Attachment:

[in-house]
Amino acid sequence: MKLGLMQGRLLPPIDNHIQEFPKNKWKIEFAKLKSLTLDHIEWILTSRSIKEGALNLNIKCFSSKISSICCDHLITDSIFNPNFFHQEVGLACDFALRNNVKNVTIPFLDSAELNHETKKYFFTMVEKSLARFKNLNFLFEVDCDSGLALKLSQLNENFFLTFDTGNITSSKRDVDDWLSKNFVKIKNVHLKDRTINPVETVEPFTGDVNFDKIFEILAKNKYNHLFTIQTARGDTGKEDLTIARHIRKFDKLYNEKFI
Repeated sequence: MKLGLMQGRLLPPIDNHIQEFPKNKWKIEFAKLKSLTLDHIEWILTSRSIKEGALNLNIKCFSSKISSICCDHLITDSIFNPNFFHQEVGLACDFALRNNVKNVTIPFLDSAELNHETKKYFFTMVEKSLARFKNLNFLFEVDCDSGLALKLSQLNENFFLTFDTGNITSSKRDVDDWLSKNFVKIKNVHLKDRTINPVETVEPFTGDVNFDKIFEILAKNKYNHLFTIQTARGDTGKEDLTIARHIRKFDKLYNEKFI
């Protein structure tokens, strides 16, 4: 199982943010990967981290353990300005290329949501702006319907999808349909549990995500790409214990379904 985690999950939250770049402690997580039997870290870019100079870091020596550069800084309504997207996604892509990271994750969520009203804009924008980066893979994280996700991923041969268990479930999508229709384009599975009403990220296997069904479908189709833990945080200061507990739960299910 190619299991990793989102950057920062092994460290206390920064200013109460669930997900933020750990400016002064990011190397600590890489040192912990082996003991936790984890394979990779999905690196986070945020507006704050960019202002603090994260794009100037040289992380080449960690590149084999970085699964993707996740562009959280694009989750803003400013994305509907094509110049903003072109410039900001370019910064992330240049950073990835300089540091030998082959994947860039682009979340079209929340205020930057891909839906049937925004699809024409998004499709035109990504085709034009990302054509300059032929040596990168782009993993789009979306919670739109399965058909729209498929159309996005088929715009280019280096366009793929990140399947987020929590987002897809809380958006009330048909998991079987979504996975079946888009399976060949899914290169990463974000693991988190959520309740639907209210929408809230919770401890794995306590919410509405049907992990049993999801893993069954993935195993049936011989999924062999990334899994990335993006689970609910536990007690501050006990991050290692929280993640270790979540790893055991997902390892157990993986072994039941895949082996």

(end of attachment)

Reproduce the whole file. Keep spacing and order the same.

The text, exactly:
[in-house]
Amino acid sequence: MKLGLMQGRLLPPIDNHIQEFPKNKWKIEFAKLKSLTLDHIEWILTSRSIKEGALNLNIKCFSSKISSICCDHLITDSIFNPNFFHQEVGLACDFALRNNVKNVTIPFLDSAELNHETKKYFFTMVEKSLARFKNLNFLFEVDCDSGLALKLSQLNENFFLTFDTGNITSSKRDVDDWLSKNFVKIKNVHLKDRTINPVETVEPFTGDVNFDKIFEILAKNKYNHLFTIQTARGDTGKEDLTIARHIRKFDKLYNEKFI
Repeated sequence: MKLGLMQGRLLPPIDNHIQEFPKNKWKIEFAKLKSLTLDHIEWILTSRSIKEGALNLNIKCFSSKISSICCDHLITDSIFNPNFFHQEVGLACDFALRNNVKNVTIPFLDSAELNHETKKYFFTMVEKSLARFKNLNFLFEVDCDSGLALKLSQLNENFFLTFDTGNITSSKRDVDDWLSKNFVKIKNVHLKDRTINPVETVEPFTGDVNFDKIFEILAKNKYNHLFTIQTARGDTGKEDLTIARHIRKFDKLYNEKFI
């Protein structure tokens, strides 16, 4: 199982943010990967981290353990300005290329949501702006319907999808349909549990995500790409214990379904 985690999950939250770049402690997580039997870290870019100079870091020596550069800084309504997207996604892509990271994750969520009203804009924008980066893979994280996700991923041969268990479930999508229709384009599975009403990220296997069904479908189709833990945080200061507990739960299910 190619299991990793989102950057920062092994460290206390920064200013109460669930997900933020750990400016002064990011190397600590890489040192912990082996003991936790984890394979990779999905690196986070945020507006704050960019202002603090994260794009100037040289992380080449960690590149084999970085699964993707996740562009959280694009989750803003400013994305509907094509110049903003072109410039900001370019910064992330240049950073990835300089540091030998082959994947860039682009979340079209929340205020930057891909839906049937925004699809024409998004499709035109990504085709034009990302054509300059032929040596990168782009993993789009979306919670739109399965058909729209498929159309996005088929715009280019280096366009793929990140399947987020929590987002897809809380958006009330048909998991079987979504996975079946888009399976060949899914290169990463974000693991988190959520309740639907209210929408809230919770401890794995306590919410509405049907992990049993999801893993069954993935195993049936011989999924062999990334899994990335993006689970609910536990007690501050006990991050290692929280993640270790979540790893055991997902390892157990993986072994039941895949082996």